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Washington (AFP) – The U.S. military was holding and secretly interrogating an alleged Al-Qaeda operative Monday, after covert weekend raids on Libya and Somalia which also targeted an elusive Shebab commander.

Abu Anas al-Libi was captured by special forces in Tripoli on Saturday and is now “lawfully detained by the United States military in a secure location outside of Libya,” a senior U.S. official said.

Libi, who was on the FBI’s most wanted list with a $5 million bounty on his head for his alleged role in the 1998 twin bombings of U.S. embassies in East Africa, has been taken to a U.S. Navy warship in the region, an official told AFP.

The New York Times said he was on board the USS San Antonio, an amphibious transport currently deployed in the Mediterranean.

The Pentagon, meanwhile, revealed that U.S. Navy SEALs had been hunting a top commander of Somalia’s Islamist Shebab rebel group in a separate weekend raid on the southern Somali port of Barawe.

Abdulkadir Mohamed Abdulkadir, a Kenyan of Somali origin who fights for the Shebab under the alias “Ikrima,” was the target of Saturday’s strike.

His fate remains unclear, however.

Pentagon spokesman George Little said: “The operation did not result in Ikrima’s capture.”

Some media reports said military officials thought it was likely he had been killed, but that the elite SEALs had been forced to withdraw before they could confirm his death.

“U.S. military personnel conducted the operation with unparalleled precision and demonstrated that the United States can put direct pressure on al-Shebab leadership at any time of our choosing,” Little said in a statement.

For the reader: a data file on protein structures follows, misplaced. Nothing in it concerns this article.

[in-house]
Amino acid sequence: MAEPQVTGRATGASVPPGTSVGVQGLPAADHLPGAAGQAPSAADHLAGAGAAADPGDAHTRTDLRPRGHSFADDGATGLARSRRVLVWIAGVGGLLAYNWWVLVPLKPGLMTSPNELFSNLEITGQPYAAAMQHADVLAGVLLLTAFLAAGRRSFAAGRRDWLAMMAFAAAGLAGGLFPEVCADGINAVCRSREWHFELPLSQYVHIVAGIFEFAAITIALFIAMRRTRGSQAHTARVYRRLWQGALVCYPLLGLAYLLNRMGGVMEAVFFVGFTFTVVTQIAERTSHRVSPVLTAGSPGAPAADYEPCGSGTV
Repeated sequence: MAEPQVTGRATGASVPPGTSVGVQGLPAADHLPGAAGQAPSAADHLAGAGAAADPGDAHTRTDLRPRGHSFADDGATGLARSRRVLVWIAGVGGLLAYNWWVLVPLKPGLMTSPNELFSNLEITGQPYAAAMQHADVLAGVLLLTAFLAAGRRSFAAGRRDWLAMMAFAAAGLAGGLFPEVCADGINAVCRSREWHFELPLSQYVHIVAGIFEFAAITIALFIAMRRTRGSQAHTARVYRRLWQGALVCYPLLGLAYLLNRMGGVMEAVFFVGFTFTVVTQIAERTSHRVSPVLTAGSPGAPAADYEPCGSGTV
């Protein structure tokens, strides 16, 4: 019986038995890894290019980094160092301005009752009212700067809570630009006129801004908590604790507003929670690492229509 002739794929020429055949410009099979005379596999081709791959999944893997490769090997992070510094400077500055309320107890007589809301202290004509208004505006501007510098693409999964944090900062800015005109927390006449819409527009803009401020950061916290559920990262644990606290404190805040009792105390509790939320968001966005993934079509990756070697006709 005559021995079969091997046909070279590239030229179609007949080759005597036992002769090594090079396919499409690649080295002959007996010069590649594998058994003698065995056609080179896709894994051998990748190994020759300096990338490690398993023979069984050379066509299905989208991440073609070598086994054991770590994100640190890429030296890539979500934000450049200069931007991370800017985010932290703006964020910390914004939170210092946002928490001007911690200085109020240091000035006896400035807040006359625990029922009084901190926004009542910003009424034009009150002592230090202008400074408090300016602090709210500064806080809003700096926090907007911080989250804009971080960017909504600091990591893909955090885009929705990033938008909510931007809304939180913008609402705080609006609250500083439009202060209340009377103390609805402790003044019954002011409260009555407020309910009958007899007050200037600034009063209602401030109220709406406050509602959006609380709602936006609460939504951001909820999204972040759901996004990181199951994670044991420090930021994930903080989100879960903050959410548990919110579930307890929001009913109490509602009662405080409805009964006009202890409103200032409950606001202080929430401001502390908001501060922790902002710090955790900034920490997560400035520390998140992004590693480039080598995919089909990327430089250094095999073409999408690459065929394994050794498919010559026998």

“The United States military has unmatched capabilities and could rely on any of them to disrupt terrorist networks and plots,” he warned.

The Kenyan is linked with two Al-Qaeda operatives, now deceased, who also played roles in the 1998 bombings of U.S. embassies in Kenya and Tanzania.

State Department deputy spokeswoman Marie Harf said both operations shoed only of America’s global reach but also that it “doesn’t forget when its citizens are killed, injured, targeted by terrorists, even sometimes when it takes a while because these are tough targets to find, that we don’t forget.”

She stressed however that when going after terror suspects “we have a preference, when possible to capture terrorists” partly “because of the intelligence that’s gained.”

The raid in Somali followed last month’s siege of an upscale shopping mall in the Kenyan capital Nairobi, in which 67 people were killed.

Ikrima, identified as a top Shebab planner, was not linked to that attack but the raid was prompted by fears that he could be planning a similar assault on Western targets, the Times said.

Secretary of State John Kerry said the capture of Libi, which triggered a furious response from Tripoli, was legal under U.S. law, describing him as “a key Al-Qaeda figure, and he is a legal and an appropriate target for the U.S. military.”

Libi had committed “acts of terror” and had been “appropriately indicted by courts of law, by the legal process,” Kerry told reporters at the Asia-Pacific Economic Cooperation summit in Indonesia.

Asked it the U.S. had informed Libya before the raid, Kerry refused to go into specifics.

On Sunday, Libya demanded an explanation from Washington for what it called ” the kidnap of one of the Libyan citizens wanted by the authorities in the United States.”

“As soon as it heard the reports, the Libyan government contacted the U.S. authorities to demand an explanation,” a statement said.

Libi, 49, was indicted in the U.S. federal court in New York for allegedly playing a key role in the east Africa bombings — which left more than 200 dead — and plots to attack U.S. forces.

The arrest of Libi, whose given name is Nazih Abdul Hamed al-Raghie, paves the way for his extradition to New York to face trial, although U.S. officials did not confirm when or if that would happen.

Citing surveillance footage, Libi’s son Abdullah al-Raghie said his father had been seized by masked men armed with pistols, claiming the Libyan government was implicated, but Tripoli denied this.

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